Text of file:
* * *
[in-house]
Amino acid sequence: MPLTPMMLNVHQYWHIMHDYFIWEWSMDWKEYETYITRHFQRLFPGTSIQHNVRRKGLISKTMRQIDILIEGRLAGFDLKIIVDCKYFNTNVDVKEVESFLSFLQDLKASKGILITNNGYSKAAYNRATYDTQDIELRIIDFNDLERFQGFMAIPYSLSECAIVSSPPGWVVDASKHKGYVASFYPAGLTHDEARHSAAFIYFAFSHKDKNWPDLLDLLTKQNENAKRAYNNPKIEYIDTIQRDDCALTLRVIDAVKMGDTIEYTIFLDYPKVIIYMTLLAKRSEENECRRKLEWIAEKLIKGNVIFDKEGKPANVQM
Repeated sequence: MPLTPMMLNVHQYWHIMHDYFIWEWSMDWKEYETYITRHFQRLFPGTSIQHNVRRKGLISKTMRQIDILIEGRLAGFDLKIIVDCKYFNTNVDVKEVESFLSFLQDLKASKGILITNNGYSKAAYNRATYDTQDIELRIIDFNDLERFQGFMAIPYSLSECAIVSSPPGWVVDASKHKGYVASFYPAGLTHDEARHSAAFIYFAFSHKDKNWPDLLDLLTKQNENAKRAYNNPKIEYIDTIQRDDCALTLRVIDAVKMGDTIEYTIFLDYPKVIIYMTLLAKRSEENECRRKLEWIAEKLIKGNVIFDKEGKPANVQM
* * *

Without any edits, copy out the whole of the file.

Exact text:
[in-house]
Amino acid sequence: MPLTPMMLNVHQYWHIMHDYFIWEWSMDWKEYETYITRHFQRLFPGTSIQHNVRRKGLISKTMRQIDILIEGRLAGFDLKIIVDCKYFNTNVDVKEVESFLSFLQDLKASKGILITNNGYSKAAYNRATYDTQDIELRIIDFNDLERFQGFMAIPYSLSECAIVSSPPGWVVDASKHKGYVASFYPAGLTHDEARHSAAFIYFAFSHKDKNWPDLLDLLTKQNENAKRAYNNPKIEYIDTIQRDDCALTLRVIDAVKMGDTIEYTIFLDYPKVIIYMTLLAKRSEENECRRKLEWIAEKLIKGNVIFDKEGKPANVQM
Repeated sequence: MPLTPMMLNVHQYWHIMHDYFIWEWSMDWKEYETYITRHFQRLFPGTSIQHNVRRKGLISKTMRQIDILIEGRLAGFDLKIIVDCKYFNTNVDVKEVESFLSFLQDLKASKGILITNNGYSKAAYNRATYDTQDIELRIIDFNDLERFQGFMAIPYSLSECAIVSSPPGWVVDASKHKGYVASFYPAGLTHDEARHSAAFIYFAFSHKDKNWPDLLDLLTKQNENAKRAYNNPKIEYIDTIQRDDCALTLRVIDAVKMGDTIEYTIFLDYPKVIIYMTLLAKRSEENECRRKLEWIAEKLIKGNVIFDKEGKPANVQM